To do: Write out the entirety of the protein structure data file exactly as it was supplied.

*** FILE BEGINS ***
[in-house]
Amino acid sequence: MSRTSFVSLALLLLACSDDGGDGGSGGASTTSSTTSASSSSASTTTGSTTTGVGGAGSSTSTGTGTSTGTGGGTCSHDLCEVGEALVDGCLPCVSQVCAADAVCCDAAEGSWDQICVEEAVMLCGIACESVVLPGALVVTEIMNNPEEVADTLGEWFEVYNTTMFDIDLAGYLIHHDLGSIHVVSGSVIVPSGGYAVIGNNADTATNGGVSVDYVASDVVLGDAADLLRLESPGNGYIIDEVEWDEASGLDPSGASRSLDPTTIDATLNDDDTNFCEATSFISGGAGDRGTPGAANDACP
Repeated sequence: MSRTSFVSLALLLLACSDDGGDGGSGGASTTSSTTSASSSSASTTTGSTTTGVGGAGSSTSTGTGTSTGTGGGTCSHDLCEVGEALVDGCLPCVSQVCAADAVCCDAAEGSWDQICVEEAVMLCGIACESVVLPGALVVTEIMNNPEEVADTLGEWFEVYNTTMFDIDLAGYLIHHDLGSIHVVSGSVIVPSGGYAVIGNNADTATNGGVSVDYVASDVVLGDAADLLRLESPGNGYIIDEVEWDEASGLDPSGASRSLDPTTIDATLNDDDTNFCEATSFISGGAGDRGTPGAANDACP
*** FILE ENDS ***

[in-house]
Amino acid sequence: MSRTSFVSLALLLLACSDDGGDGGSGGASTTSSTTSASSSSASTTTGSTTTGVGGAGSSTSTGTGTSTGTGGGTCSHDLCEVGEALVDGCLPCVSQVCAADAVCCDAAEGSWDQICVEEAVMLCGIACESVVLPGALVVTEIMNNPEEVADTLGEWFEVYNTTMFDIDLAGYLIHHDLGSIHVVSGSVIVPSGGYAVIGNNADTATNGGVSVDYVASDVVLGDAADLLRLESPGNGYIIDEVEWDEASGLDPSGASRSLDPTTIDATLNDDDTNFCEATSFISGGAGDRGTPGAANDACP
Repeated sequence: MSRTSFVSLALLLLACSDDGGDGGSGGASTTSSTTSASSSSASTTTGSTTTGVGGAGSSTSTGTGTSTGTGGGTCSHDLCEVGEALVDGCLPCVSQVCAADAVCCDAAEGSWDQICVEEAVMLCGIACESVVLPGALVVTEIMNNPEEVADTLGEWFEVYNTTMFDIDLAGYLIHHDLGSIHVVSGSVIVPSGGYAVIGNNADTATNGGVSVDYVASDVVLGDAADLLRLESPGNGYIIDEVEWDEASGLDPSGASRSLDPTTIDATLNDDDTNFCEATSFISGGAGDRGTPGAANDACP